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Culture Secretary kick starts review of gambling laws including "analogue" Gambling Act

The Department for Culture, Media and Sport (DCMS) has launched a “major and wide-ranging review of gambling laws to ensure they are fit for the digital age”.

The DCMS said online restrictions, marketing and the powers of the Gambling Commission would be looked at as part of a call for evidence, to examine in detail how gambling has changed over the past 15 years.

Protections for online gamblers like stake and spend limits, advertising and promotional offers and whether extra protections for young adults are needed will all be explored, it added.

The review of the Gambling Act 2005 will also consider the Gambling Commission’s powers and resources to ensure it can keep pace with the licensed sector and tackle the black market, the DCMS said.

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The findings will be used to inform any changes to the Gambling Act 2005 “to ensure customer protection is at the heart of the regulations, while giving those that gamble safely the freedom to do so”.

The DCMS said the review would also look at evidence on the action customers can take where they feel operators have breached social responsibility requirements, and how to ensure children and young people are kept safe from gambling-related harm.

“The Government recognises the need to balance the enjoyment people get from gambling with the right regulatory framework and protections,” it added.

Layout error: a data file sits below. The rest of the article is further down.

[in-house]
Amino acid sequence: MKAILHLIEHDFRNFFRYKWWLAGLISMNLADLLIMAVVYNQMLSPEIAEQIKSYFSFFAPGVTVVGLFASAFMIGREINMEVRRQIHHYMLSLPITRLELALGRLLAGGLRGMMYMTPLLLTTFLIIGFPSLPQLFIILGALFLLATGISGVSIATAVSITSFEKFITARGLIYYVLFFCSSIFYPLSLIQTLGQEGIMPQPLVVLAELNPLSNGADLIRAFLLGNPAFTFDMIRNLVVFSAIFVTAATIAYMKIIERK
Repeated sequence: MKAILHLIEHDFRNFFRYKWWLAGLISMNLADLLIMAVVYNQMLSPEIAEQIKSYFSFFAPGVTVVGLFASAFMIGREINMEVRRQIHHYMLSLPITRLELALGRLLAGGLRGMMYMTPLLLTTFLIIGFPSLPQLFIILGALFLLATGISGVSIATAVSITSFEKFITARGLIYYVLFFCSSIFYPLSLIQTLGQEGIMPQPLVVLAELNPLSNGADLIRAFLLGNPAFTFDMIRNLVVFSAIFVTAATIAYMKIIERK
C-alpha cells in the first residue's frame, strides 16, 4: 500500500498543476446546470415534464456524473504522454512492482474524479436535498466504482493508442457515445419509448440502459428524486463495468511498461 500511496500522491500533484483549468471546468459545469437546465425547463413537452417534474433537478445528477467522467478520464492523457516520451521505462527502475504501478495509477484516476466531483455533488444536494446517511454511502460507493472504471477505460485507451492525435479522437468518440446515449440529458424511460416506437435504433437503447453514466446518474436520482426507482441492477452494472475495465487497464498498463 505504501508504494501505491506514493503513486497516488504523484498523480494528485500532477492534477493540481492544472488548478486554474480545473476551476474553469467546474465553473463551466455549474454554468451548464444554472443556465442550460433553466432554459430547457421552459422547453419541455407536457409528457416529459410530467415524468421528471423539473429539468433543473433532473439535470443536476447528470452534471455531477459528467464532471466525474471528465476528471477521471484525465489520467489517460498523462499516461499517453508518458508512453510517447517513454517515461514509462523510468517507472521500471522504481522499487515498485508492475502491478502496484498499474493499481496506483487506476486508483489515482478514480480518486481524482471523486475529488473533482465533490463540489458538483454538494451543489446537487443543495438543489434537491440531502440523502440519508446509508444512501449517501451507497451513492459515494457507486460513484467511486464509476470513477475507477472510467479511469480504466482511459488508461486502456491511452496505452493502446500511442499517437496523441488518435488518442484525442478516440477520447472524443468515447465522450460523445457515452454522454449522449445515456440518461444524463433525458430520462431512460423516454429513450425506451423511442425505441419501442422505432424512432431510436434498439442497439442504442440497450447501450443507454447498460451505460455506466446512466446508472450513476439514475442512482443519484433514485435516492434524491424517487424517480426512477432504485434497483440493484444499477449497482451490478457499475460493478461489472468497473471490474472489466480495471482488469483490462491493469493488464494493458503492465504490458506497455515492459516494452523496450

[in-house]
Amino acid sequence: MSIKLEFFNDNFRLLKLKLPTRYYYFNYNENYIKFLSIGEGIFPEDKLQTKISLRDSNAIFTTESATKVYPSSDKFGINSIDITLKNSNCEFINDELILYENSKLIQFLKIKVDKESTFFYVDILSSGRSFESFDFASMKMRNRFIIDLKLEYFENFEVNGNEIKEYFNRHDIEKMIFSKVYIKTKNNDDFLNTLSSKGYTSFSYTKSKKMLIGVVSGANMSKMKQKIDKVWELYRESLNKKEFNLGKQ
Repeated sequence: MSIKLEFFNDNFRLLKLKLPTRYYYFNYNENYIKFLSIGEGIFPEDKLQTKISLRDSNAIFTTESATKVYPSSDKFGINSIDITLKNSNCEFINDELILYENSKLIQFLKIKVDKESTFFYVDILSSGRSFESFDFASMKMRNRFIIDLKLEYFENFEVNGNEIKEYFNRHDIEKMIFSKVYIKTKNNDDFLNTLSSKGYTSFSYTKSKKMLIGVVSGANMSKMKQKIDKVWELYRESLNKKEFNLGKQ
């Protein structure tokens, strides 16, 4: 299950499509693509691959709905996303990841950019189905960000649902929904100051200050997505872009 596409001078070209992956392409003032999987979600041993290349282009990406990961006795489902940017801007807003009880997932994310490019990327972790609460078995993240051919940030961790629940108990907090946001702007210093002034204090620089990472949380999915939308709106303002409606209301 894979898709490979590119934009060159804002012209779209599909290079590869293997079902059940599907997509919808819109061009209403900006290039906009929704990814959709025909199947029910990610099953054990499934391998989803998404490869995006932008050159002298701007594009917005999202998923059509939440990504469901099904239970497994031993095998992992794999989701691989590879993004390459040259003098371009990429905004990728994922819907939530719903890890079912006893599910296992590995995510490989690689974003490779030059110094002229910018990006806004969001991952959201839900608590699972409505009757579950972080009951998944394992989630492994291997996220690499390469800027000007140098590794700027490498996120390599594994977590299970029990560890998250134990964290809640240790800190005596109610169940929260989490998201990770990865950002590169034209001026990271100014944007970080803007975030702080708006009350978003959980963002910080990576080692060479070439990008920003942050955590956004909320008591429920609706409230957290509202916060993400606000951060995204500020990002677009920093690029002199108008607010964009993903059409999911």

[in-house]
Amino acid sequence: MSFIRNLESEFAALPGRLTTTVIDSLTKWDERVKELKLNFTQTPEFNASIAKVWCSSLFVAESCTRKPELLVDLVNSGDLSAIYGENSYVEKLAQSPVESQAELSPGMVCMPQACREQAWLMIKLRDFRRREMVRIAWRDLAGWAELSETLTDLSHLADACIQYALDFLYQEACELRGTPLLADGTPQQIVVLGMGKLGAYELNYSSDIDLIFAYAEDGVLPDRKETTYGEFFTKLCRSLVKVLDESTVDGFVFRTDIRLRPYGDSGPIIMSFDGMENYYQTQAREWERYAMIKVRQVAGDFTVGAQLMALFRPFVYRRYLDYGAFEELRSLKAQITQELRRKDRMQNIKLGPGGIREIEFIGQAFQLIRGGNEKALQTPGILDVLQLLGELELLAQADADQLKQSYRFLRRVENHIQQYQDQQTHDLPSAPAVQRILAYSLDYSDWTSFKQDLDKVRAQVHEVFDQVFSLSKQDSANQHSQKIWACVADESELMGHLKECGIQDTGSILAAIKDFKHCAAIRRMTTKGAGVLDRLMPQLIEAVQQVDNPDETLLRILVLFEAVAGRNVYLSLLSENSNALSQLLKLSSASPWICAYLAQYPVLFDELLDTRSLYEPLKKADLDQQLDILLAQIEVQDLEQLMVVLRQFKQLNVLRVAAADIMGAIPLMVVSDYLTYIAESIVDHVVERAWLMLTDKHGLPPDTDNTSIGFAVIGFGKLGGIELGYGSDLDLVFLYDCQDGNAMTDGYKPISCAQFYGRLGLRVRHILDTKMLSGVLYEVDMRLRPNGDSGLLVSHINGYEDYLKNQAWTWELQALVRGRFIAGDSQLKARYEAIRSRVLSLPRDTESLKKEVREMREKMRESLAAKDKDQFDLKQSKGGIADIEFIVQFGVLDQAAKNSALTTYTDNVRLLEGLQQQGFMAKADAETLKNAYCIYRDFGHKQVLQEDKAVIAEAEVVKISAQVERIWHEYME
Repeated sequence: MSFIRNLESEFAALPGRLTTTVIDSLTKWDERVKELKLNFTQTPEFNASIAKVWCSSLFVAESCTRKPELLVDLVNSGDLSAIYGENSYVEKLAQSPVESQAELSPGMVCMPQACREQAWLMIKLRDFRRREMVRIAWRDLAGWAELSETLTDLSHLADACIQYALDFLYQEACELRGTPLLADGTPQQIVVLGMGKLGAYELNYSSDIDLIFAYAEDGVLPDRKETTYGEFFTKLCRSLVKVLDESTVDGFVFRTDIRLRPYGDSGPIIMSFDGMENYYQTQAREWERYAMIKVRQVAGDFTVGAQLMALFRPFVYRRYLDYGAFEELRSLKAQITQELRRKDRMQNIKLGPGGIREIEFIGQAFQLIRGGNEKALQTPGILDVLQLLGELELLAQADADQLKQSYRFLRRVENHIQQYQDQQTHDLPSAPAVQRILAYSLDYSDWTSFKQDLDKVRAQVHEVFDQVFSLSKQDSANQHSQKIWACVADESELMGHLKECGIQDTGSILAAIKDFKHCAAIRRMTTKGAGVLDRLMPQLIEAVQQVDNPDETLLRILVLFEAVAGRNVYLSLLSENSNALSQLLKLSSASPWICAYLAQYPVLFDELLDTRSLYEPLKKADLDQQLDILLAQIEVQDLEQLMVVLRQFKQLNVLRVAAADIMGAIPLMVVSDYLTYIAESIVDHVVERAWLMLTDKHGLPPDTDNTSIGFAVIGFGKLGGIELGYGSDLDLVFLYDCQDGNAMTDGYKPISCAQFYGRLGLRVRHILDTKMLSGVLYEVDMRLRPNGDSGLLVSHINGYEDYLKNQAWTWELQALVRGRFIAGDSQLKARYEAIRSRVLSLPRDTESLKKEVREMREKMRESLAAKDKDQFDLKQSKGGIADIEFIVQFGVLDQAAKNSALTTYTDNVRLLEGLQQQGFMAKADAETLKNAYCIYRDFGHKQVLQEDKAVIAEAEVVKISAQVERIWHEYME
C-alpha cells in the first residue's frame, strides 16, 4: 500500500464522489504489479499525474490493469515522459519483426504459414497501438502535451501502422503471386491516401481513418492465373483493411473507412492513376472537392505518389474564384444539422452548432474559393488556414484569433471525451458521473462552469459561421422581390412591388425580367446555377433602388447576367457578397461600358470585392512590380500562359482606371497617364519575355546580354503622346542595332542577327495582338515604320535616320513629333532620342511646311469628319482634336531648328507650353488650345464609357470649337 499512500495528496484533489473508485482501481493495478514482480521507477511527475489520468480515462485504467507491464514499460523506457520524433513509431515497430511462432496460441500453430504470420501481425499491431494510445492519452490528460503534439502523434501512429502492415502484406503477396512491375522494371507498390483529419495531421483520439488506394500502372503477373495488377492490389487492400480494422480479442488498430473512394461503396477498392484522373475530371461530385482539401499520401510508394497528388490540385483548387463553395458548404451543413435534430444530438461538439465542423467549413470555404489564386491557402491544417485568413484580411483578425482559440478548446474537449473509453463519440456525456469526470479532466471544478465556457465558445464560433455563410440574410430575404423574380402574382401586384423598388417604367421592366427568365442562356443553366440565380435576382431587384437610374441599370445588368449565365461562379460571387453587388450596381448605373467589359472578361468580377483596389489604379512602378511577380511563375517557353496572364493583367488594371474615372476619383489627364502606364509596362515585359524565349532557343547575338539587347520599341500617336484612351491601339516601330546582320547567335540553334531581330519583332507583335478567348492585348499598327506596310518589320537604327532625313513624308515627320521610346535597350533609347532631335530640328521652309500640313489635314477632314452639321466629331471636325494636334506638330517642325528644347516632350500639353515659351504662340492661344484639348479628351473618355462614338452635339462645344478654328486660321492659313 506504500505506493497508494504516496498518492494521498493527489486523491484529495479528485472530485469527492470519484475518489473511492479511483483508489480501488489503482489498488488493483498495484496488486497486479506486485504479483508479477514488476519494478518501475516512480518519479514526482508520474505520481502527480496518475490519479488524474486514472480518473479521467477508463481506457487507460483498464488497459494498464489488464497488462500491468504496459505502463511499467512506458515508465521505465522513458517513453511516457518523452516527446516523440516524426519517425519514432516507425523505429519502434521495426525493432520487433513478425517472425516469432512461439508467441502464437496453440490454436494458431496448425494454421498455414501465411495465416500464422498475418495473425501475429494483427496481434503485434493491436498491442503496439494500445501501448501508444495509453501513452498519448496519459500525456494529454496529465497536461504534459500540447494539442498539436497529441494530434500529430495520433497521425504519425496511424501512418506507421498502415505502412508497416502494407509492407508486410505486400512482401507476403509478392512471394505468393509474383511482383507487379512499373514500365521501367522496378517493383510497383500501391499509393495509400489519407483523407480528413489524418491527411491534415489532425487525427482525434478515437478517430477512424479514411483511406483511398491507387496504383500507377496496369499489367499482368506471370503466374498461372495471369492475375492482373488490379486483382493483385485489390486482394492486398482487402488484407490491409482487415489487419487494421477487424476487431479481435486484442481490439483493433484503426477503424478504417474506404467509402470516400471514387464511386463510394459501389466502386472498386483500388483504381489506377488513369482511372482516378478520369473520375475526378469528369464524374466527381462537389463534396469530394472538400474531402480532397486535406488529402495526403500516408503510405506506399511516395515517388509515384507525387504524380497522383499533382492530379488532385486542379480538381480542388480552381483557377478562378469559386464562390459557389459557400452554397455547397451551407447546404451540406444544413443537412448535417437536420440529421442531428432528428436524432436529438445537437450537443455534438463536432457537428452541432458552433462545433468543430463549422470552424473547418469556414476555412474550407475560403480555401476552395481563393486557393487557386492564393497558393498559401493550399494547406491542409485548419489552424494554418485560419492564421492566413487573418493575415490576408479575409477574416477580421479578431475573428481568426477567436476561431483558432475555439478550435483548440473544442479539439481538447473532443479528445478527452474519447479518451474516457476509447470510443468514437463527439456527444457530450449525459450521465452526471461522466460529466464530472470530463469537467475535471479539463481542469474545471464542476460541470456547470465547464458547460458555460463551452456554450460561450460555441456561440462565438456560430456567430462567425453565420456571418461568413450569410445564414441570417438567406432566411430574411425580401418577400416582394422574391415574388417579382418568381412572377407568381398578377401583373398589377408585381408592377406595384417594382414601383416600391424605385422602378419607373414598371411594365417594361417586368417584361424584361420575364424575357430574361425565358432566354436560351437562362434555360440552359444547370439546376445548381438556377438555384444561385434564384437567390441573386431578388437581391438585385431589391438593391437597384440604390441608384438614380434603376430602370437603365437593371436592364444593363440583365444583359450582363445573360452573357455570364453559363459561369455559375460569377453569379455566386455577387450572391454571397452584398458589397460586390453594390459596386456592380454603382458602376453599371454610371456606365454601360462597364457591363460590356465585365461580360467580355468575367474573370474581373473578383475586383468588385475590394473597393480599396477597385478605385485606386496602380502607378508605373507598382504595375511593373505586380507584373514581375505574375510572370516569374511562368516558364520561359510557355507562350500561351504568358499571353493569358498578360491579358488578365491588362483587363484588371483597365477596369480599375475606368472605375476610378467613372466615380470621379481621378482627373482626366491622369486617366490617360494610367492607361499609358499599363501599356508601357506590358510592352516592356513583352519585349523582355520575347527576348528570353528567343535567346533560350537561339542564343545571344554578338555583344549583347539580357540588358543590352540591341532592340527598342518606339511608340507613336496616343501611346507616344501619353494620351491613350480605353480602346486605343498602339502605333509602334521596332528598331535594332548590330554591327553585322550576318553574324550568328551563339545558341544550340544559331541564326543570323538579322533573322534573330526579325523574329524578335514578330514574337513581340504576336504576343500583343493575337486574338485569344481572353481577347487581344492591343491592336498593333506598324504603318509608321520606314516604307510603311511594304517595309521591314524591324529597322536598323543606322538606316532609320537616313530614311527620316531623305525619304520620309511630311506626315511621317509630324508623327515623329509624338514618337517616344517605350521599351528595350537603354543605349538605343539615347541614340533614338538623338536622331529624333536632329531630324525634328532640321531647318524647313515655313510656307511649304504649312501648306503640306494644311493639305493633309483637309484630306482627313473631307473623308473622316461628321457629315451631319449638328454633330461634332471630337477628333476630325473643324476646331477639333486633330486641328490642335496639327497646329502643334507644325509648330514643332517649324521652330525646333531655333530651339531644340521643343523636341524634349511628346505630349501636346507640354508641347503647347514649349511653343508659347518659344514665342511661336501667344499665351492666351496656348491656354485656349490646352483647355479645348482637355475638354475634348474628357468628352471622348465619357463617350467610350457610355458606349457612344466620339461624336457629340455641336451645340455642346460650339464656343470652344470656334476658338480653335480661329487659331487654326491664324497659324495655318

It has also been announced today that the minimum age for playing the National Lottery will be raised from 16 to 18 from October 2021.

Culture Secretary Oliver Dowden said: “Whilst millions gamble responsibly, the Gambling Act is an analogue law in a digital age. From an era of having a flutter in a high street bookmaker, casino, racecourse or seaside pier, the industry has evolved at breakneck speed.

“This comprehensive review will ensure we are tackling problem gambling in all its forms to protect children and vulnerable people. It will also help those who enjoy placing a bet to do so safely.

“This builds upon our clear track record of introducing tough measures to protect people from the risk of gambling harm - banning the use of credit cards, launching tighter age verification checks and cutting the maximum stake on fixed odds betting terminals.”

 

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